Animals are not people. They do not possess human speech. They cannot drive cars. They are unable to split the atom. They cannot stage coups, run political campaigns or advocate social change.
Yet again and again, from Jonathan Swift to Pierre Boulle, from George Orwell to Art Spiegelman, the literary greats have repeatedly dared to wonder: “Animals may not, in fact, be people…but wouldn’t it be cool if they were?”
Following, presumably, the example set in Spiegelman’s Maus, the latest comics creators to tackle an allegory of anthropomorphosis are Bryan Glass and Michael Oeming in their utterly fantastic Mice Templar. The first arc weaves a unique tale intertwining Norse mythology and the legends and history of the Knights Templar, while at the same time upending and defying its own genre, the tried and true epic fantasy/“chosen one”/Hero’s Journey saga.
Sparked by the popularity of J.K. Rowling’s Harry Potter series or perhaps by certain sociopolitical conditions in the Western Hemisphere, science fiction and fantasy entertainment of the last decade or so has been littered with “chosen one” stories. These include, but are not limited to, works such as The Matrix and its sequels, as well as popular TV shows such as Battlestar Galactica, Supernatural and Lost. The life of a “chosen one”, as demonstrated by Potter, Neo, Starbuck, Sam Winchester and John Locke, among others, is never an easy path, but it is one that starts as a simple awakening, with the dawning realization that the “one” was meant for more than their present station in life.
Yes, this is the central focus of Mice Templar, but one should not be put off from giving this series a look because of the seemingly trite subject matter. Karic, the series’ young mouse hero, never has time to bask in the glory of his newfound calling. His village has been sacked, his friends and family have been kidnapped, loved ones lie dead and a strange old mouse claiming to be a Templar of old has taken him under his wing to teach him the ways of the world.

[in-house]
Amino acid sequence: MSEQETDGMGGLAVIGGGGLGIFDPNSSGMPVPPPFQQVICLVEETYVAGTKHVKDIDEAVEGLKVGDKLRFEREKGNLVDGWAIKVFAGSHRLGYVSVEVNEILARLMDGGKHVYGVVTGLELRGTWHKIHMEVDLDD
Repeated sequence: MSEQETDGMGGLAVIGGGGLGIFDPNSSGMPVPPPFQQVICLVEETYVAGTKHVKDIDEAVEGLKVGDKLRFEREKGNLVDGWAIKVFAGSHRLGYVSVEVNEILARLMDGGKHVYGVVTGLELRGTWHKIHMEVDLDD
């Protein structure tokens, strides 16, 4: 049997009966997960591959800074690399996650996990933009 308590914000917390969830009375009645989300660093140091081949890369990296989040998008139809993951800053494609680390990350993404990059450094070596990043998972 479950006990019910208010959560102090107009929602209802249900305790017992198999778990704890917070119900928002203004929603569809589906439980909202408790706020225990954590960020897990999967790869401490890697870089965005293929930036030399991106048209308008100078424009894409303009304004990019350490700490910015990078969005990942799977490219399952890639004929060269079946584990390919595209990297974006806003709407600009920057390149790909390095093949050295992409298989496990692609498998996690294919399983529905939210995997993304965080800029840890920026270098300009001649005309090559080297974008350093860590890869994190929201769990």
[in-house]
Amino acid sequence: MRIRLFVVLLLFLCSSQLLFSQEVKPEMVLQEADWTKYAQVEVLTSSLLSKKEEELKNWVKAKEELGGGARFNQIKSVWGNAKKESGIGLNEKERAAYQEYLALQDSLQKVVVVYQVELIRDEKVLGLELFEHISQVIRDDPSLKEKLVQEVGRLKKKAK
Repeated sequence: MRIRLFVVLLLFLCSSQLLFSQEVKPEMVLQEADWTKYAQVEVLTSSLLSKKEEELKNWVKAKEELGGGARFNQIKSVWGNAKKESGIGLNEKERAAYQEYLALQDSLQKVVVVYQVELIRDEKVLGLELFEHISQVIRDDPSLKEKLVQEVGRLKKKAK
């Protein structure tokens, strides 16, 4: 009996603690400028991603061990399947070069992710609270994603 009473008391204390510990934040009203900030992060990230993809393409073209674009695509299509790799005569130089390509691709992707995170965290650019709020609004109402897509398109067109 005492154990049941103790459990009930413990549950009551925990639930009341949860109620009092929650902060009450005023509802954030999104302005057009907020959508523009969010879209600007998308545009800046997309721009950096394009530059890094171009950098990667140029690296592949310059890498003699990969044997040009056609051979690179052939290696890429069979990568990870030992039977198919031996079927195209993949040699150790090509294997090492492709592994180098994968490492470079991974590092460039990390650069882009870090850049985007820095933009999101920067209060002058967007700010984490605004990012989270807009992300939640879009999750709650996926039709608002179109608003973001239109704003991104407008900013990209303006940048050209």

What’s more, Karic has served as the recipient of several signs and omens, most notably giant singing fish who petrify him. Most shockingly, towards the end of the series’ opening salvo, Karic’s mentor is revealed to be a fraud who barely knows what he’s talking about, and our horrified hero is initiated into a world that he is almost entirely unprepared for. It is here that Mice Templar begins to show that the entire life of any good “chosen one” is darkness, despair and terror. By upending the humbling beginnings of Joseph Campbell’s journey and replacing them with constant, pervasive anxiety and intensity, Glass and Oeming create what very well could be the most emotionally-challenging depiction of the mythic hero ever crafted for the comic book page.
In essence, Glass and Oeming’s opening arc dares to ask: What would have happened if everything Luke Skywalker had been told about the Jedi by Obi-Wan Kenobi had been hearsay and fabricated half-truths, and that Kenobi was really a fumbling old quack with delusions of grandeur who pretended to have mystical powers? What would Luke, have evolved into? Would he be prepared for what lay ahead of him? What’s more, would he have been a savior or a destroyer?
These questions lie at the heart of the genre-defying Mice Templar, the finest work of its kind since Richards Adams’ Watership Down, another fictional tale that used small animals as a means to evaluate the human condition. This is due in no small part to Glass and Oeming’s carefully-crafted, deliciously rich tale, as well as Oeming’s fantastical and beautiful artwork. The only concern some may have with this series is that it is not for casual readers and it is not for people to read with half their attention somewhere else. Read either of these ways, confusion will set in and potentially turn readers away from what is, far and away, one of the most fascinating and intoxicating comics on the stands today.
Glass and Oeming have created a wonderful mythology that is currently one of the finest comics on the stands. Mice Templar has the potential to, in time, stand with Sandman, Bone and Fables as one of the most pointed, thought-provoking and brilliant examinations of mythology and story-telling in comic book history. It has this potential because, after all, the series isn’t really about people, is it? It’s about mice, and as we all know, animals are not, and can never be, people.